United States District Court, E.D. Tennessee, Greeneville
DALE W. HAMMONDS, Petitioner,
UNITED STATES OF AMERICA, Respondent.
RONNIE GREER UNITED STATES DISTRICT JUDGE
before the Court is a motion to vacate, set aside, or correct
sentence pursuant to 28 U.S.C. § 2255 filed by Dale W.
Hammonds (“petitioner”) which challenges his
enhanced sentence as an armed career criminal under the Armed
Career Criminal Act (“ACCA”), 18 U.S.C. §
924(e), pursuant to Johnson v. United States, 135
S.Ct. 2551 (2015). In light of both Johnson and the
recent en banc decision of the Sixth Circuit Court
of Appeals in United States v. Stitt, 860 F.3d 854
(6th Cir. 2017), it now is undisputed that
petitioner no longer qualifies as an armed career criminal
under the ACCA. Accordingly, petitioner's amended §
2255 motion [Doc. 33] will be
10, 2005, a grand jury sitting in the Eastern District of
Tennessee returned a two-count indictment against petitioner
charging him in Count One with possession of firearms and
ammunition by a convicted felon, in violation of 18 U.S.C.
§ 922(g)(1), and in Count Two with possession of stolen
firearms and ammunition, in violation of 18 U.S.C.
§§ 922(j) and 924(a)(2) [Doc. 1]. On August 22,
2005, petitioner entered a plea of guilty as to Count One
presentence investigation report (“PSIR”)
identified five previous convictions for a violent felony,
committed on occasions different from one another, that
qualified petitioner as an armed career criminal under the
ACCA: (1) a 1990 conviction for attempt to commit second
degree murder in the Sullivan County, Tennessee, Criminal
Court [PSIR ¶ 27]; (2) a 1990 conviction for aggravated
burglary in the Washington County, Tennessee, Criminal Court
[PSIR ¶ 29]; (3) and (4) two convictions on September 9,
1994, for arson and aggravated burglary in the Washington
County, Tennessee Criminal Court [PSIR ¶ 31]; and, (5) a
1998 conviction for escape in the Washington County,
Tennessee, Criminal Court [PSIR ¶ 35]. As an armed
career criminal, petitioner was subject to a statutory
mandatory minimum sentence of 15 years to a maximum of life
and his advisory guideline sentencing range was 180 to 210
months [PSIR ¶¶ 51 and 52].
October 31, 2005, petitioner was sentenced to a term of
imprisonment of 180 months on Count One of the indictment to
be followed by a term of supervised release of five years.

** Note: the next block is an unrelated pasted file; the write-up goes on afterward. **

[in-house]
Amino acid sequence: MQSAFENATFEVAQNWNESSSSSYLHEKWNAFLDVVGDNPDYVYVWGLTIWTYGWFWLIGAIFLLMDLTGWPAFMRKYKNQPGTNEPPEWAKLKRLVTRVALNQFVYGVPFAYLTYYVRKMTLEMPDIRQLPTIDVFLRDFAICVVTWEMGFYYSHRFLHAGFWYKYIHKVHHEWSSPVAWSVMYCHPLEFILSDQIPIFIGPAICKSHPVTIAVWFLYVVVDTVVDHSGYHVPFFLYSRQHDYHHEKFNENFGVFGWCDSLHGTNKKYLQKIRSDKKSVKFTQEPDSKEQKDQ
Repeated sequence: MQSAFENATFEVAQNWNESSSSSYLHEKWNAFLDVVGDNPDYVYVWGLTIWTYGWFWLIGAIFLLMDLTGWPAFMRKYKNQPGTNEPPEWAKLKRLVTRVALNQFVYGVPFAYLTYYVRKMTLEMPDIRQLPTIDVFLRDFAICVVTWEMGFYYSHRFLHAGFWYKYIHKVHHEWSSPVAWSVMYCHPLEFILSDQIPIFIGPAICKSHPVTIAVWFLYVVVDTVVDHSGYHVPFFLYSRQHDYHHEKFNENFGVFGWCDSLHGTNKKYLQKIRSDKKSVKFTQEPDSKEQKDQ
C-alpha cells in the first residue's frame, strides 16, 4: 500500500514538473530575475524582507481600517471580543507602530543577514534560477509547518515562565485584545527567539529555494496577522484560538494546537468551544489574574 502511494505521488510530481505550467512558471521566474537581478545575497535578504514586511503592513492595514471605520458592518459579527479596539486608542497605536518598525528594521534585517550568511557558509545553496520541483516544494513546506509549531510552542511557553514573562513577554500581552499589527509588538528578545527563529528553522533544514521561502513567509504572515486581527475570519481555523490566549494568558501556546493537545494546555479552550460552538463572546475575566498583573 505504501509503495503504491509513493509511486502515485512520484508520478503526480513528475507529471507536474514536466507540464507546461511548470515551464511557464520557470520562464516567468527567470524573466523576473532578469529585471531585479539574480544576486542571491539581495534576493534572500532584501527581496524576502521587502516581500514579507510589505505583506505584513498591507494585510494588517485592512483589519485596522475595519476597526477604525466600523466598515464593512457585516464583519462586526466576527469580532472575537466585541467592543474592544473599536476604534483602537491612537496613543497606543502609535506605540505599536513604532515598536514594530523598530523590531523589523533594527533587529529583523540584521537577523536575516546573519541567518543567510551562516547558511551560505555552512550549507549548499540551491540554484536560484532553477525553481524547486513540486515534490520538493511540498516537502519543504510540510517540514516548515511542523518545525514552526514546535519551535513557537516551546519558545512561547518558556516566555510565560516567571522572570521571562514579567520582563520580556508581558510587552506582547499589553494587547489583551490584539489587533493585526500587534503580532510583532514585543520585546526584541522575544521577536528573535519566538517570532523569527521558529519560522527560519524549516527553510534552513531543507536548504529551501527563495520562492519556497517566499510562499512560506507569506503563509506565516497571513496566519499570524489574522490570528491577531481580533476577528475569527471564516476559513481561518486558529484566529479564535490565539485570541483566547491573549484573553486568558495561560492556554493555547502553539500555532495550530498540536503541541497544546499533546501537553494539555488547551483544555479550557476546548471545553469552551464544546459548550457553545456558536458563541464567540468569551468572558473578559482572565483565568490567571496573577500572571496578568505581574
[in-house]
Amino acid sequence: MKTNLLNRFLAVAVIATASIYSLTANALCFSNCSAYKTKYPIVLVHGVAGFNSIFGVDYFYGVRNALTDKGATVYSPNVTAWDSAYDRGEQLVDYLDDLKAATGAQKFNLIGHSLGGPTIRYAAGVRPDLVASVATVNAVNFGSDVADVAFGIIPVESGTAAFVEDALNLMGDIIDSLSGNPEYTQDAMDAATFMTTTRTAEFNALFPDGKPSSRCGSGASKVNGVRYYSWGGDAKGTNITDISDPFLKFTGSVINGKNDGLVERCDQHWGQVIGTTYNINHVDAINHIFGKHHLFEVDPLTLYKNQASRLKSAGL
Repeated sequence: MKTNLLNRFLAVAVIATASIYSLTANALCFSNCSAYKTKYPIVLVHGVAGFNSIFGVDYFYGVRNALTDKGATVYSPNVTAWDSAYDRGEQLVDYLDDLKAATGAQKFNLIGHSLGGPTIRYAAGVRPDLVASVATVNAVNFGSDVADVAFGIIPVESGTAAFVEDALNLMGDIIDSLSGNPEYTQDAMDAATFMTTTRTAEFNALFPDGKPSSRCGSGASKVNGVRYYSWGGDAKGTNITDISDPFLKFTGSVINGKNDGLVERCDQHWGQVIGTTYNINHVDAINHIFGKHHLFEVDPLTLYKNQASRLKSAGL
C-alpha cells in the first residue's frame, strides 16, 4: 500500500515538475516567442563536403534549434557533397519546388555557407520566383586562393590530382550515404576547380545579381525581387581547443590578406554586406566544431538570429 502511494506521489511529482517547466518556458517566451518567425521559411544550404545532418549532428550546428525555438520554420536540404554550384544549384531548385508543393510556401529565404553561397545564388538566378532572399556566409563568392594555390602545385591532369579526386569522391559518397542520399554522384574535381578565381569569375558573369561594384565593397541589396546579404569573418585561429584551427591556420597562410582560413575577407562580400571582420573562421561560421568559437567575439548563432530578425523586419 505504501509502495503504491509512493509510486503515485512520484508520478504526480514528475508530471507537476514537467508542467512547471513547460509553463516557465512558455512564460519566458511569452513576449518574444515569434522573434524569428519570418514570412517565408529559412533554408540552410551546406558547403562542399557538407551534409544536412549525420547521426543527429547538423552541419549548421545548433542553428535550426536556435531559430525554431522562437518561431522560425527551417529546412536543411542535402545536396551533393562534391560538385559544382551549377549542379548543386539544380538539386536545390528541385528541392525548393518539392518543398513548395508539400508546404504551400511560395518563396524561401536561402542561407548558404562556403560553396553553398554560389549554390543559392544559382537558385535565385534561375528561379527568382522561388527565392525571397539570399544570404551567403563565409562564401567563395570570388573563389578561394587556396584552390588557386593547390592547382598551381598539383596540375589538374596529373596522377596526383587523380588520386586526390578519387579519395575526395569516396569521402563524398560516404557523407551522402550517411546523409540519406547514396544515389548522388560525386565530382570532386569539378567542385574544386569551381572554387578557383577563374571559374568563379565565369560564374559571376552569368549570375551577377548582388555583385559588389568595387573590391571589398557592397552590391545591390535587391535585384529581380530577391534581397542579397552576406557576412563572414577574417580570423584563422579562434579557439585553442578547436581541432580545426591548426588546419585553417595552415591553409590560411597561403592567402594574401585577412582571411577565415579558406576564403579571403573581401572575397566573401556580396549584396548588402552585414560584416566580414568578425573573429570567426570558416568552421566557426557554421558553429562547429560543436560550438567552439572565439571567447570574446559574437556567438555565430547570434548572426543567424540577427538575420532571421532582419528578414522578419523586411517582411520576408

[Doc. 24]. Petitioner did not file a direct appeal.
March 28, 2016, petitioner filed his pending § 2255
motion challenging his armed career criminal status based on
the Supreme Court's invalidation of the ACCA residual
clause in Johnson [Doc. 33]. The government's
request to defer ruling on petitioner's motion, as
supplemented, pending an en banc decision from the
Sixth Circuit in United States v. Stitt, 646 F.
App'x 454 (6th Cir. 2016), was granted by the
Court on March 3, 2017 [Doc. 46]. On June 27, 2017, the Sixth
Circuit issued its en banc decision holding that a
conviction of aggravated burglary under Tennessee law does
not qualify as a violent felony predicate offense under the
ACCA. Stitt, 860 F.3d at 856.
27, 2017, the parties filed a joint status report agreeing
that petitioner no longer qualifies as an armed career
criminal in light of Johnson and Stitt
2255(f) places a one-year period of limitation on all
petitions for collateral relief under § 2255 which runs
from the latest of: (1) the date on which the judgment of
conviction becomes final; (2) the date on which the
impediment to making a motion created by governmental action
in violation of the Constitution or laws of the United States
is removed, if the movant was prevented from making a motion
by such governmental action; (3) the date on which the right
asserted was initially recognized by the Supreme Court, if
that right has been newly recognized by the Supreme Court and
made retroactively applicable to cases on collateral review;
or, (4) the date on which the facts supporting the claim or
claims presented could have been discovered through the
exercise of due diligence. 28 U.S.C. § 2255(f).
based on the Supreme Court's opinion in Johnson
satisfy the third sub-category - the assertion of a newly
recognized right made retroactively applicable to cases on
collateral review. Welch v. United States, 136 S.Ct.
at 1268 (Johnson constitutes a new substantive rule
of constitutional law made retroactively applicable on
collateral review); In re Watkins, 810 F.3d at
381-85. The one-year limitation period for filing a motion to
vacate based on a right newly recognized by the Supreme Court
runs from the date on which the Supreme Court initially
recognized the right asserted, not from the date on which the
right asserted was made retroactively applicable. Dodd v.
United States, 545 U.S. 353, 357 (2005). Accordingly,
Johnson triggered a renewed one-year period of
limitation beginning on the date of that decision, June 26,
2015, and running until June 26, 2016.
case, petitioner filed the supplement to his pending §
2255 motion on March 28, 2016, which falls safely within the
one-year window for requesting collateral relief under